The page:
12:45 p.m. Saturday, Aug. 27, Hawaii time: Welcome to the Madeline and Lester Show, where one tropical cyclone continues on course to slice its way between Maui and the Big Island by mid-week next week, and another may be right on its heels.

 

Madeline remains on a northwest track, at 10 mph, and continues picking up steam, currently 63-mph sustained winds and 81-mph gusts. It’s forecast to strengthen into a Category 1 hurricane by 8 a.m. Sunday, according to the Central Pacific Hurricane Center.

If it remains on its current path, expect Madeline to curl 40 miles north of Hilo at about 10 p.m. Wednesday then about 116 miles southeast of Camp H.M. Smith on Oahu about 10 hours later, still as a severe tropical storm, packing 58-mph sustained winds and 75-mph gusts. PST remains on top of it.

Trailing Madeline by about 1,000 miles east is Hurricane Lester, which is currently on a westerly path at 12 mph, just past Clarion Island, and also headed in Hawaii’s general direction.
 


12:45 a.m. Saturday, Aug. 27, Hawaii time:

Looks like Hawaii’s going to have some blustery company by the middle of next week.

Tropical Storm Madeline continues on a northwest trajectory, but is forecast to make a left turn and make a beeline between the Big Island and Maui sometime Wednesday into Thursday, as a severe tropical storm, and perhaps not the hurricane that Hawaii hasn’t seen in 23 years.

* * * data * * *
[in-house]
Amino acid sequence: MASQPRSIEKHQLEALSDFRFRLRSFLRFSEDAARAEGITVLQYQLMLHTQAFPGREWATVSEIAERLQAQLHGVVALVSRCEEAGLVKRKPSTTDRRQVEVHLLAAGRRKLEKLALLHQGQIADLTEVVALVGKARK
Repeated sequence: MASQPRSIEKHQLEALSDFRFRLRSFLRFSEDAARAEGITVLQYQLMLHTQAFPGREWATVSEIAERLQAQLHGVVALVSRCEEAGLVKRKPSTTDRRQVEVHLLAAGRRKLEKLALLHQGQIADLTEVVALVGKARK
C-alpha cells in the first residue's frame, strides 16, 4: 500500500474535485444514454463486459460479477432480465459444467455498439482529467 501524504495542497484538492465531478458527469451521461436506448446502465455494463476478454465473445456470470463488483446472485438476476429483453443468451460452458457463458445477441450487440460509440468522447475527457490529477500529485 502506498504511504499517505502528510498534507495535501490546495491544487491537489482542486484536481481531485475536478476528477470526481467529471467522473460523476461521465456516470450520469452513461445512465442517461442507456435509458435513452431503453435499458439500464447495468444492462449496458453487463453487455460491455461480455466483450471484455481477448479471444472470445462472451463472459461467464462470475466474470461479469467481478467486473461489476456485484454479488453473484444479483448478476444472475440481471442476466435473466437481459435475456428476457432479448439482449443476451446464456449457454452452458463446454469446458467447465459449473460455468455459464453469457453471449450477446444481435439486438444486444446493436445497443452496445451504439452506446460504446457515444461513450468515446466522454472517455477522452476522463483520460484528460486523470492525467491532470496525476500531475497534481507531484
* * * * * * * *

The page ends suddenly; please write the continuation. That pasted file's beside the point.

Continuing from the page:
The latest Central Pacific Hurricane Center track shows Madeline arcing 55 miles north of Hilo on the Big Island and 193 miles east of Camp H.M. Smith on the principal island of Oahu around 8 p.m. Wednesday, still packing 69-mph sustained winds and 86-mph gusts. Just below Category 1 strength.

PST is watching.

 

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9 p.m. Friday, Aug. 26, Hawaii time: A new tropical storm has spawned and appears to be putting Hawaii’s Big Island in its sights by the middle of next week.

The Central Pacific Hurricane Center’s latest forecast track puts as-net-unnamed 14E 105 miles east of Hilo as a severe tropical storm, packing 69-mph sustained winds and 86-mph gusts and headed west. More as this new storm develops.
 

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About the Author


Dave Ornauer has been with Stars and Stripes since March 5, 1981. One of his first assignments as a beat reporter in the old Japan News Bureau was “typhoon chaser,” a task which he resumed virtually full time since 2004, the year after his job, as a sports writer-photographer, moved to Okinawa and Ornauer with it.

As a typhoon reporter, Ornauer pores over Web sites managed by the Joint Typhoon Warning Center as well as U.S. government, military and local weather outlets for timely, topical information. Pacific Storm Tracker is designed to take the technical lingo published on those sites and simplify it for the average Stripes reader.